Comfort, yes, comfort My people! Says your God. Speak comfort to Jerusalem, and cry out to her, that her warfare is ended, that her iniquity is pardoned; for she has received from the Lord’s hand double for all her sins. The voice of one crying “In the wilderness: Prepare the way of the Lord; Make straight in the desert a highway for our God.” Every valley shall be exalted. And every mountain and hill brought low; The crooked places shall be made straight, and the rough places smooth; The glory of the Lord shall be revealed, and all flesh shall see it together; For the mouth of the Lord has spoken (Isa. 40:1-5).
John identified himself as the one who would prepare the way for Christ by removing every obstacle to his approach; that is what is means by filling in the valleys, leveling the mountains, and making the roads straight.
- Our Advent Preparation
The primary obstacle to God’s approach, the thing that gets in the way of Christ coming to us more fully, is our sin and our impenitent hearts. As Isaiah wrote,
The Lord’s hand is not shortened, that it cannot save; nor His ear heavy, that it cannot hear. But your iniquities have separated you from your God; And your sins have hidden His face from you, so that He will not hear (59:1-2).
Thus, John calls us to prepare to receive Christ by repentance.
Of course, to be a Christian to have already repented. We cannot have received Christ in the past unless we have already been sorry for our sins. But we are called to grow in our repentance. Our initial repentance consists of sorrow for outward sins—for anger, immorality, stealing, lying, covetousness and such. As we grow in our repentance the focus shifts from behavior to motive. We realize that we do things that look good outwardly, but we do them with selfish motives. As we grow in our repentance the question changes. We begin by asking, “How much can I get away with without it qualifying as sin?” Eventually we come to ask, “Does what I am doing fully reflect love for God and love for my neighbor?”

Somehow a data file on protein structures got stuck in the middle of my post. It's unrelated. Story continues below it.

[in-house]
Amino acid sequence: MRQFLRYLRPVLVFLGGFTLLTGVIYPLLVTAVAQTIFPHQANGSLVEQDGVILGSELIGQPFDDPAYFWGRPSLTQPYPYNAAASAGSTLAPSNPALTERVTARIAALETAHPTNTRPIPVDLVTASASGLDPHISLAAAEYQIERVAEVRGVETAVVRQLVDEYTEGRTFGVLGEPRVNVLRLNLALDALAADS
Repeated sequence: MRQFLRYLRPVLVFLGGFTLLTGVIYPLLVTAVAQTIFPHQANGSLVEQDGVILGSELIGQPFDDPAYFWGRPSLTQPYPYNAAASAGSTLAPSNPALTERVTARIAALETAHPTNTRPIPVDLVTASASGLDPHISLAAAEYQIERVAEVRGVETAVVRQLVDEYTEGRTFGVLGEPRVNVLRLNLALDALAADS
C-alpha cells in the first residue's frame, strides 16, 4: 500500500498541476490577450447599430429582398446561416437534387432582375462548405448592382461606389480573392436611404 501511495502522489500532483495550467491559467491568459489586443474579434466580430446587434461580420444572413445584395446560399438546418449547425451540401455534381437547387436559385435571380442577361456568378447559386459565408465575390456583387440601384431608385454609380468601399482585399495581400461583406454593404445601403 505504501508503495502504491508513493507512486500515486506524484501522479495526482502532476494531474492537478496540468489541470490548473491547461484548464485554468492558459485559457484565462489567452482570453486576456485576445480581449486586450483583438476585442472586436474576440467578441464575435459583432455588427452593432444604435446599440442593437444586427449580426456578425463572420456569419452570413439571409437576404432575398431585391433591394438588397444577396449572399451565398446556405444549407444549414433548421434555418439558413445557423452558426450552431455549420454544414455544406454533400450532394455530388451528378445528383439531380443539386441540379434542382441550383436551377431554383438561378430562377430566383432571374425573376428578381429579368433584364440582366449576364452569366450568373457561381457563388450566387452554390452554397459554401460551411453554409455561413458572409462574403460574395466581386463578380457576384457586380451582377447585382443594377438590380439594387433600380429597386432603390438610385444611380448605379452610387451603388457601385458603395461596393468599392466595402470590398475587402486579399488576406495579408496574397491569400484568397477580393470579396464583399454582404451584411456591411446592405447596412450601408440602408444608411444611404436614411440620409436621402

John said, “In the wilderness, prepare the way of the Lord.” You had to go out into the desert to hear John. We must get out of our normal routines to hear God’s voice and change. A good Advent confession is the result of solitude and prayer. We need sit in silent prayer and listen to what God is saying to us. As we detach ourselves from the distractions of the world, and focus our attention on Jesus, we see ourselves more clearly his glorious light. He reveals to us the areas of our life where our surrender to God is not yet complete—where Christ does not yet fully reside in us. He reveals to us the areas of weakness where we have not yet received Christ’s strength—where we have not fully embraced the cross, and, so, have not yet fully experienced the resurrection. We prepare for the coming if Jesus when this awareness of sin that God gives us leads us to confess our sins and change our behavior—when we remove an obstacle and open our lives to Jesus is some new way.
Are you ready for Christmas? Our typical answer focuses on whether our shopping is complete and we are ready for the social events on our calendar. But John asks us the only important question. Have you prepared your heart to receive Jesus in a new way at the Feast of the Incarnation? Have you heard what God is saying to you? Have you made a good confession? Have your removed the obstacles that stand in the way of a closer relationship with Christ? Jesus is coming. Are you ready?